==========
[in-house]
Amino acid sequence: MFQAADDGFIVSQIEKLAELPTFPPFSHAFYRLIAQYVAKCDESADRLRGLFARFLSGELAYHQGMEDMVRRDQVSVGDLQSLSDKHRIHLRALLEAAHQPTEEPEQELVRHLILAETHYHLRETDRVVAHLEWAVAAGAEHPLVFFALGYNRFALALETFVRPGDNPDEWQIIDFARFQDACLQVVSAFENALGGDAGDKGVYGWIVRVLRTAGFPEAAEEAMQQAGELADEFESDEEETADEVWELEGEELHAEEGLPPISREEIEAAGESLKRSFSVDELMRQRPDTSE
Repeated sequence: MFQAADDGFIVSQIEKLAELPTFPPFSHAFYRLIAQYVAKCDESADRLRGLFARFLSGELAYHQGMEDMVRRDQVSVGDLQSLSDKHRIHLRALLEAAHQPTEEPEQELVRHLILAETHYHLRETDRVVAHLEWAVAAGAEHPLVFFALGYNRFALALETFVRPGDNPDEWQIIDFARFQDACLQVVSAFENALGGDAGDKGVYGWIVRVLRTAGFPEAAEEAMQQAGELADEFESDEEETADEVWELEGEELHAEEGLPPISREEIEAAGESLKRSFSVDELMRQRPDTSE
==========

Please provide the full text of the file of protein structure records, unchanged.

[in-house]
Amino acid sequence: MFQAADDGFIVSQIEKLAELPTFPPFSHAFYRLIAQYVAKCDESADRLRGLFARFLSGELAYHQGMEDMVRRDQVSVGDLQSLSDKHRIHLRALLEAAHQPTEEPEQELVRHLILAETHYHLRETDRVVAHLEWAVAAGAEHPLVFFALGYNRFALALETFVRPGDNPDEWQIIDFARFQDACLQVVSAFENALGGDAGDKGVYGWIVRVLRTAGFPEAAEEAMQQAGELADEFESDEEETADEVWELEGEELHAEEGLPPISREEIEAAGESLKRSFSVDELMRQRPDTSE
Repeated sequence: MFQAADDGFIVSQIEKLAELPTFPPFSHAFYRLIAQYVAKCDESADRLRGLFARFLSGELAYHQGMEDMVRRDQVSVGDLQSLSDKHRIHLRALLEAAHQPTEEPEQELVRHLILAETHYHLRETDRVVAHLEWAVAAGAEHPLVFFALGYNRFALALETFVRPGDNPDEWQIIDFARFQDACLQVVSAFENALGGDAGDKGVYGWIVRVLRTAGFPEAAEEAMQQAGELADEFESDEEETADEVWELEGEELHAEEGLPPISREEIEAAGESLKRSFSVDELMRQRPDTSE